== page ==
N\ on Z W N@ NaOH Under normal circumstances, an appropriately substituted ortho-nitroaniline is diazotized and coupled in a strong base with the phenolic compound prior to reductive triazolization to the hydroxyphenyl benzotriazole. One such procedure is described in Example 1 of US. Pat. 3,230,194; and an alternative one is described in Example 1 of US. Pat. 3,018,269. These procedures work well for triazoles wherein R is a lower alkyl group; however, preparation of higher alkyl homologues according to either of these procedures is unsatisfactory in that the product is obtained in impure form and in low yields. It is theorized that the difference in yields is due to the fact that the higher alkyl phenols are sparingly soluble in strong bases such as sodium hydroxide normally used in the coupling reaction. The higher alkyl phenols therefore tend to form insoluble soap-like compounds. However, the coupling action requires that the phenol be in solution to form phenoxide ions. Since very little of the higher alkyl phenol is free to form phenoxide ions there is always a large excess of strong base in the reaction medium. The diazonium chloride is not stable in the presence of base and decomposes, leading to low yields and tarry by-products. In the case of the lower alkyl homologues, their greater solubility leads to a more rapid reaction between the phenol and the sodium hydroxide thereby avoiding the presence of large excesses of the strong base.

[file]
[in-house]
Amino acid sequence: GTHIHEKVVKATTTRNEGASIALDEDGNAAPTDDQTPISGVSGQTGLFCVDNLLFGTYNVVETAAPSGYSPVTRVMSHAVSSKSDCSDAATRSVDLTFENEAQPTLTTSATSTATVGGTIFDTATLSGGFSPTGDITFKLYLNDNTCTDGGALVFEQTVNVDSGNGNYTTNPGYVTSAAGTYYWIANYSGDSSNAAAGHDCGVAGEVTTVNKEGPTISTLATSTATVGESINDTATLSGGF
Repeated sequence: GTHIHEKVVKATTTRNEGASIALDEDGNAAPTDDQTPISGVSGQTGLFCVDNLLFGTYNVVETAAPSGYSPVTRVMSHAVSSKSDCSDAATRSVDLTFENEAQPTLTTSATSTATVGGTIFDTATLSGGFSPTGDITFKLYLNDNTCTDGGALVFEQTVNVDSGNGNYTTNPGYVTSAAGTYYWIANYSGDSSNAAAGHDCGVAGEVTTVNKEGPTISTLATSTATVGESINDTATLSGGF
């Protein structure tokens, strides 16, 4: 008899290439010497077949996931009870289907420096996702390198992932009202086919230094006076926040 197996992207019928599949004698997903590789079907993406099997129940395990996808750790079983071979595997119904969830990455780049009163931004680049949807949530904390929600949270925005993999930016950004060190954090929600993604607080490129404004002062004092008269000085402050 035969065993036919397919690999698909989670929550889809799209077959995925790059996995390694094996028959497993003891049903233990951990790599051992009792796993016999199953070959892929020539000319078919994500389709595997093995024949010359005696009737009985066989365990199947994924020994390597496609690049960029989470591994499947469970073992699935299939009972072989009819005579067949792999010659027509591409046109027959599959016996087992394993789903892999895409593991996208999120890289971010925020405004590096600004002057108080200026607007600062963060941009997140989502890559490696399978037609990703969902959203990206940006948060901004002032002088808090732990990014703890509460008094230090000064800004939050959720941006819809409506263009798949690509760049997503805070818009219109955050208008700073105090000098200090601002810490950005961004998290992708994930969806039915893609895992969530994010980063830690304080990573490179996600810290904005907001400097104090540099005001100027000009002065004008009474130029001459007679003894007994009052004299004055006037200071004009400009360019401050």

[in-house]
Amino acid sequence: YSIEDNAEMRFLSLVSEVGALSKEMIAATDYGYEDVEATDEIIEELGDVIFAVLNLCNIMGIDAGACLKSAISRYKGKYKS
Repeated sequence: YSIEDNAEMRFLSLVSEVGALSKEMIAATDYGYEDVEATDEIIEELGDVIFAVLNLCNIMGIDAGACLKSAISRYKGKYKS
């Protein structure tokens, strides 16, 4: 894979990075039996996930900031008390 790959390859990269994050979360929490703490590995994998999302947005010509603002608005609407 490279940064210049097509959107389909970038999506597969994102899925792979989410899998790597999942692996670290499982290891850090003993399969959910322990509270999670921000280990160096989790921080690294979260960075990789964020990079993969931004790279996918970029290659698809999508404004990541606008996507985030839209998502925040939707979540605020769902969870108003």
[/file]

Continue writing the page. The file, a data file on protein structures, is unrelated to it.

It is an object of the present invention to provide a process whereby higher alkyl substituted Z-hydroxyphenyl benzotriazoles can be prepared in good yields and in relatively pure form from orthohydroxy aniline. It is a further object of the present invention to provide a practical and efficient method for the coupling of a higher p-alkyl substituted phenol with the diazonium chloride of an orthonitro aniline whereby the resultant nitrophenylazophenol is obtained in relatively high yields and in a form which is sufliciently pure to be triazolized without further purification.
solvent base (3) These and other objects are accomplished in accordance with the present invention by conducting the coupling reaction of the nitrobenzene diazonium chloride and the higher alkyl phenol in a 3-phase system using a sparingly soluble alkaline earth metal oxide or hydroxide at a pH in the range of about 7 to 10. The novel feature of the present inevntion is in the conjoint use of a 3-phase reaction system and a sparingly soluble base. It is believed that the reaction takes place at the interface between the diazonium chloride solution and the aqueous base dispersion. A surfactant may be used if it is desired to form a more stable dispersion of the base in the aqueous phase.